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Discussion Starter · #1 ·
I have had a general car vibration from 45-50 mph only since I have owned it(2 yrs). Smooth before 45 and over 50 mph regardless of surface. Wheels are balanced, alignment done i can trust, drive shaft balanced done 2x by different shops, new tires, never been hit, has 2 sway bars, drums in back , disks in front. New bearings in the diff. (3.08)
The whole car shutters slightly, even when the clutch is in or out.
Places to look: check the angle of the 4 sp trans, the driveshaft, the diff angle? Needs to be 1.5-3 degrees? Could a bad control arm bushing affect it?
Any other ideas?
Thanks
 

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.... the driveshaft, the diff angle? Needs to be 1.5-3 degrees? ....
Drive shaft - UJoint operating angle. The centerline of the transmission output shaft and the centerline of the pinion shaft in the rear end must be parallel with each other, within 1/2 a degree or less, and that means parallel in BOTH planes: "up and down" and "side to side".

Videos that do a good job of explaining things:
Theory:
Theory:
HowTo:

Important. Nearly every source of reference/instructional material you find on the "inter-tubes" talks only about the vertical plane - the "up and down" angle - and this is the adjustment that "everyone" focuses on. However, even if you have this alignment perfect, if the alignment is off in the horizontal plane (side to side) you'll still get a vibration.
In other words, if things are "off" like this:
Rectangle Slope Font Parallel Diagram

The two centerlines do not have to be pointed "directly at" each other, but they do have to be parallel within 1/2 a degree.
If they're off, you either have to move the tail of the transmission "sideways" to correct it, or you have to change the alignment of the rear axle.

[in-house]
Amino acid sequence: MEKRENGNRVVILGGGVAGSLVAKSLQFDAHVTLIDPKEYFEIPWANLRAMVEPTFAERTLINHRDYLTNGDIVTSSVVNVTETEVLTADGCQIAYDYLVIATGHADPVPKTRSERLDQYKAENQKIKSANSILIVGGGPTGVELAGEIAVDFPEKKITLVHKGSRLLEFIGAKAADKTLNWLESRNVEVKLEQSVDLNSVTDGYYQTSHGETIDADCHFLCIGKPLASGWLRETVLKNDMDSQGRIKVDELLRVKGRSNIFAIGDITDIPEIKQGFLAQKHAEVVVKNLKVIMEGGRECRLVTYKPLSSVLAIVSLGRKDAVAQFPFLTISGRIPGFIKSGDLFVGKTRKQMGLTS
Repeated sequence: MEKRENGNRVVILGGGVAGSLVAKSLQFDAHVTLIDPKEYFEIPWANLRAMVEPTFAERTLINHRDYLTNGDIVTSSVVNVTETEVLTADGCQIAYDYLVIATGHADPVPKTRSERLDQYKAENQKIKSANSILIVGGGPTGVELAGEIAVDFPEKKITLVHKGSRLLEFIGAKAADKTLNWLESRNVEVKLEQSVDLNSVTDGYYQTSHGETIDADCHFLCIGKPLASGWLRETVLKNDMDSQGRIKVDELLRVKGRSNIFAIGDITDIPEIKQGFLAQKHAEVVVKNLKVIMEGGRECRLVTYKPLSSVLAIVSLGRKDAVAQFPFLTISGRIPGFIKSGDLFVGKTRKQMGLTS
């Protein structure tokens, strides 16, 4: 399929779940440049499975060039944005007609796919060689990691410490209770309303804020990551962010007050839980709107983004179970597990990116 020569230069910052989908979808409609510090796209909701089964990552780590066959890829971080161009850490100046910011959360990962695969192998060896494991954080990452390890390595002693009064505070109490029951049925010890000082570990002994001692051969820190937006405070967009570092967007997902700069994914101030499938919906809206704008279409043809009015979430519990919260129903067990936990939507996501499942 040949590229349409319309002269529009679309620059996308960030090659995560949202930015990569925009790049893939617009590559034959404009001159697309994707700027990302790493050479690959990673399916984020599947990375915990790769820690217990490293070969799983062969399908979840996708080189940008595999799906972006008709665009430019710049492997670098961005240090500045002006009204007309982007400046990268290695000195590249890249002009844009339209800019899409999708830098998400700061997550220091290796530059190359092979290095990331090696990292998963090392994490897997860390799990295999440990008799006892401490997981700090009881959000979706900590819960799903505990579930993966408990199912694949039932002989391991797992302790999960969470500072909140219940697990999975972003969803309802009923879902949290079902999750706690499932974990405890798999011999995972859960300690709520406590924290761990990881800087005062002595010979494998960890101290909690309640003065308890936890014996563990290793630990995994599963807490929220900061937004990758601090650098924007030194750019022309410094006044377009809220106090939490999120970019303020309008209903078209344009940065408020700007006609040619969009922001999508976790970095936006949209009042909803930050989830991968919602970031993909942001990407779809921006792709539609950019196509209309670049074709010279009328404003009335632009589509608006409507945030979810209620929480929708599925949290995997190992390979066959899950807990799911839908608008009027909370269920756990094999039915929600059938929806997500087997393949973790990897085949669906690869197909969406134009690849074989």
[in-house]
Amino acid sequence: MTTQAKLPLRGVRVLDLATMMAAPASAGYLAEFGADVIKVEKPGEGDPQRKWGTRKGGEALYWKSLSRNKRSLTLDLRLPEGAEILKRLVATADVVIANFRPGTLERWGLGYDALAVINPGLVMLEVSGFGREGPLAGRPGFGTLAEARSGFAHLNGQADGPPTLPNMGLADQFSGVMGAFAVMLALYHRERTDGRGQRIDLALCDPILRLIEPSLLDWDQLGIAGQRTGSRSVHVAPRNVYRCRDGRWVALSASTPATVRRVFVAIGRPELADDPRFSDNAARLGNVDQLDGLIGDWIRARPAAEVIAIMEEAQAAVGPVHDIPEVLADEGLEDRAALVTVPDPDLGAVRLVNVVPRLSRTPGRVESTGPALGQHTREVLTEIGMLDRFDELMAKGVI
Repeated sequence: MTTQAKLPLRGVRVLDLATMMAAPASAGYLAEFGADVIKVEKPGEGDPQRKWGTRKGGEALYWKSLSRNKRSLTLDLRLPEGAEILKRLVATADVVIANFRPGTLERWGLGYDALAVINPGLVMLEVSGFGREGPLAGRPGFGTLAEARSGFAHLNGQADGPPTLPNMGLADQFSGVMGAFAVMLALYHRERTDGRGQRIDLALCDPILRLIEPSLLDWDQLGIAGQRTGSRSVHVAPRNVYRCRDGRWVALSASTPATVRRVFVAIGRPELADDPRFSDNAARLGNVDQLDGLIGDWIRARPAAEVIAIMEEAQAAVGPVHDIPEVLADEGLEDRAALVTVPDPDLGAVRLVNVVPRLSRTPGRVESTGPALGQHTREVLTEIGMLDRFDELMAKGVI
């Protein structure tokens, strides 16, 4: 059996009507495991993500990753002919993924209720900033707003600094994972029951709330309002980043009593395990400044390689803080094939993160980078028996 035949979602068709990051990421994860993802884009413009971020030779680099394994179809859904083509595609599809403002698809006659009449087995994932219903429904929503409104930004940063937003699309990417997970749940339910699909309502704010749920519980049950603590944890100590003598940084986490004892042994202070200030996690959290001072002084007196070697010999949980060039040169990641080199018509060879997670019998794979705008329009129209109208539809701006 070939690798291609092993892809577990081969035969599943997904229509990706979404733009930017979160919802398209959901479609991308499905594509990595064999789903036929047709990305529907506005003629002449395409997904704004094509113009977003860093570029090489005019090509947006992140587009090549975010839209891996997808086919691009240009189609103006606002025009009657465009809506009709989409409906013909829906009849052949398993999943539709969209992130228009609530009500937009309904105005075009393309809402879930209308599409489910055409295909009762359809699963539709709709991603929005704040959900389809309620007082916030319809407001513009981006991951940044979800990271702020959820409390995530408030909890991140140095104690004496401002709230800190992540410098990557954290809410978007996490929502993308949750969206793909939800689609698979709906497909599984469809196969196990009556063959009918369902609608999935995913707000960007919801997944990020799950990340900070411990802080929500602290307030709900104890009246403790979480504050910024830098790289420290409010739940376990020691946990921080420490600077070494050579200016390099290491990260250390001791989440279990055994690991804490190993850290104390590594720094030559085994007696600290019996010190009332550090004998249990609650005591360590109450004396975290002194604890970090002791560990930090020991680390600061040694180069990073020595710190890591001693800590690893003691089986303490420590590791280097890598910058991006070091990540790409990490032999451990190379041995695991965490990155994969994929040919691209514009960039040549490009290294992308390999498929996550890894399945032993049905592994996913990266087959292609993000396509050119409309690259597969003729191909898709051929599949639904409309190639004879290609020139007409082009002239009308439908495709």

Changing the alignment of the rear axle is the easier option of the two IF you have adjustable LOWER control arms. Always make these kinds of changes with the lowers, not the uppers.

The difficult part of alignment in the horizontal plane is getting an accurate measurement because your "up/down" angle finder can't help you with this one. You have to get creative and do something like using a plumb bob to create reference points on the floor (or perhaps on your lift ramps if you have a 4-post lift) at "both ends" of the car, or maybe "creative" use of one or more laser pointers, or using your high school geometry figure construction techniques --- something to construct two lines, one at the front, one at the rear, that are exactly 90-degrees to the crank/transmission centerline and the pinion centerline, then measuring the distance between the lines, front to back, on both sides.
Something like this:
Rectangle Slope Font Parallel Diagram

You want the measurements on both sides to be the same.
As you can tell, if you don't get the two lines at the front and rear of the car "right", your long measurements on the sides won't tell you the truth.

If you end up having to make changes in either plane, it can affect the alignment in the other plane so it's best to keep measuring and adjusting BOTH until you get both of them right.

Yeah - it's a painstaking process, but worth it.

Bear
 

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Cameo Ivory 1967
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I have had a general car vibration from 45-50 mph only since I have owned it(2 yrs). Smooth before 45 and over 50 mph regardless of surface. Wheels are balanced, alignment done i can trust, drive shaft balanced done 2x by different shops, new tires, never been hit, has 2 sway bars, drums in back , disks in front. New bearings in the diff. (3.08)
The whole car shutters slightly, even when the clutch is in or out.